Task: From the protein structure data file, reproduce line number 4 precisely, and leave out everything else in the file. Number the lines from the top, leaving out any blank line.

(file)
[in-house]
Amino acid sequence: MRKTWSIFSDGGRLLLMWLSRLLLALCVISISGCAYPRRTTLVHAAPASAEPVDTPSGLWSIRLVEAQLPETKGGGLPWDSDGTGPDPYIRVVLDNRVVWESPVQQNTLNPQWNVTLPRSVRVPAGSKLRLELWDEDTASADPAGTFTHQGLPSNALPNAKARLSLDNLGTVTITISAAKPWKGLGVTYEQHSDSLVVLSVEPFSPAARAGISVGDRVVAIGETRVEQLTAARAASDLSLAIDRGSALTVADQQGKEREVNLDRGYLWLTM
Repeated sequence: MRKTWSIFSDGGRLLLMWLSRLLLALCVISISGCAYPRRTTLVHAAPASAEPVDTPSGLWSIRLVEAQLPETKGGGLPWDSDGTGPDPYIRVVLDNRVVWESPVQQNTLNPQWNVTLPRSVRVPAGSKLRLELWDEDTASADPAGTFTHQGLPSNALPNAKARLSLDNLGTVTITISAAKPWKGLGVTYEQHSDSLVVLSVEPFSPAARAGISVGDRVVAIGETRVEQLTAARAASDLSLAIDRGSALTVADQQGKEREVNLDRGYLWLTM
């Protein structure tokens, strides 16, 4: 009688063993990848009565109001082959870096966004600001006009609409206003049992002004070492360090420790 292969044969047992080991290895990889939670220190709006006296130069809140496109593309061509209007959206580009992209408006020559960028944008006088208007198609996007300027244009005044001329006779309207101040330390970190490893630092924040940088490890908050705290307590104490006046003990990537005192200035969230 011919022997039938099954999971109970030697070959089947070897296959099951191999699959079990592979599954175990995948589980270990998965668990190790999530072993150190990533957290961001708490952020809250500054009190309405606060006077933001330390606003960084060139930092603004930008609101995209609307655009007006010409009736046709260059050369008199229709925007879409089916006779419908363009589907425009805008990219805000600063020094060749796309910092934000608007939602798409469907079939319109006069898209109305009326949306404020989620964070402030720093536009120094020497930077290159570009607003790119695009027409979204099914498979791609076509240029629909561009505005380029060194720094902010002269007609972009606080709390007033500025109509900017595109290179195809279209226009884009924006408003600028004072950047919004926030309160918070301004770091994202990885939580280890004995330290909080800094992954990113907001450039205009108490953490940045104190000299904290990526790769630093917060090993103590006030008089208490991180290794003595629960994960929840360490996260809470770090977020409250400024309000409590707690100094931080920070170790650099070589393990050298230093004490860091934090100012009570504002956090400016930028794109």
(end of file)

């Protein structure tokens, strides 16, 4: 009688063993990848009565109001082959870096966004600001006009609409206003049992002004070492360090420790 292969044969047992080991290895990889939670220190709006006296130069809140496109593309061509209007959206580009992209408006020559960028944008006088208007198609996007300027244009005044001329006779309207101040330390970190490893630092924040940088490890908050705290307590104490006046003990990537005192200035969230 011919022997039938099954999971109970030697070959089947070897296959099951191999699959079990592979599954175990995948589980270990998965668990190790999530072993150190990533957290961001708490952020809250500054009190309405606060006077933001330390606003960084060139930092603004930008609101995209609307655009007006010409009736046709260059050369008199229709925007879409089916006779419908363009589907425009805008990219805000600063020094060749796309910092934000608007939602798409469907079939319109006069898209109305009326949306404020989620964070402030720093536009120094020497930077290159570009607003790119695009027409979204099914498979791609076509240029629909561009505005380029060194720094902010002269007609972009606080709390007033500025109509900017595109290179195809279209226009884009924006408003600028004072950047919004926030309160918070301004770091994202990885939580280890004995330290909080800094992954990113907001450039205009108490953490940045104190000299904290990526790769630093917060090993103590006030008089208490991180290794003595629960994960929840360490996260809470770090977020409250400024309000409590707690100094931080920070170790650099070589393990050298230093004490860091934090100012009570504002956090400016930028794109």